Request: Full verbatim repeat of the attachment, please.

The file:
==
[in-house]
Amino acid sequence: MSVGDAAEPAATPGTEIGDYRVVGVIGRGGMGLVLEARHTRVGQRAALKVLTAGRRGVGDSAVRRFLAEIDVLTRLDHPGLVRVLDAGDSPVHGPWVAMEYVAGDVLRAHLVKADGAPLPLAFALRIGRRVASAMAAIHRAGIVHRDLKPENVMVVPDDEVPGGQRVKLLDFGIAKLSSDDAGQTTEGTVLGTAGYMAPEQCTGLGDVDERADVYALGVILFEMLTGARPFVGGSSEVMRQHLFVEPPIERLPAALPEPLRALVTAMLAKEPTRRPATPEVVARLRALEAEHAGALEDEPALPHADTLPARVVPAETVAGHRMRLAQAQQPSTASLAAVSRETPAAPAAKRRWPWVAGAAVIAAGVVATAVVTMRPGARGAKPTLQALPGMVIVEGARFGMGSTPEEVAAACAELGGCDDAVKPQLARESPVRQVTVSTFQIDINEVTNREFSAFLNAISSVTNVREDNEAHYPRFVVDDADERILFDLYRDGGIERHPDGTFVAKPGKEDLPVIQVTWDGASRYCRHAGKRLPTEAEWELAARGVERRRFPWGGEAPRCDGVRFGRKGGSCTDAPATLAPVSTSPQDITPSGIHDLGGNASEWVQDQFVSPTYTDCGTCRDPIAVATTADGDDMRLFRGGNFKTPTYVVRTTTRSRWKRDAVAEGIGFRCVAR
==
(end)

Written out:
[in-house]
Amino acid sequence: MSVGDAAEPAATPGTEIGDYRVVGVIGRGGMGLVLEARHTRVGQRAALKVLTAGRRGVGDSAVRRFLAEIDVLTRLDHPGLVRVLDAGDSPVHGPWVAMEYVAGDVLRAHLVKADGAPLPLAFALRIGRRVASAMAAIHRAGIVHRDLKPENVMVVPDDEVPGGQRVKLLDFGIAKLSSDDAGQTTEGTVLGTAGYMAPEQCTGLGDVDERADVYALGVILFEMLTGARPFVGGSSEVMRQHLFVEPPIERLPAALPEPLRALVTAMLAKEPTRRPATPEVVARLRALEAEHAGALEDEPALPHADTLPARVVPAETVAGHRMRLAQAQQPSTASLAAVSRETPAAPAAKRRWPWVAGAAVIAAGVVATAVVTMRPGARGAKPTLQALPGMVIVEGARFGMGSTPEEVAAACAELGGCDDAVKPQLARESPVRQVTVSTFQIDINEVTNREFSAFLNAISSVTNVREDNEAHYPRFVVDDADERILFDLYRDGGIERHPDGTFVAKPGKEDLPVIQVTWDGASRYCRHAGKRLPTEAEWELAARGVERRRFPWGGEAPRCDGVRFGRKGGSCTDAPATLAPVSTSPQDITPSGIHDLGGNASEWVQDQFVSPTYTDCGTCRDPIAVATTADGDDMRLFRGGNFKTPTYVVRTTTRSRWKRDAVAEGIGFRCVAR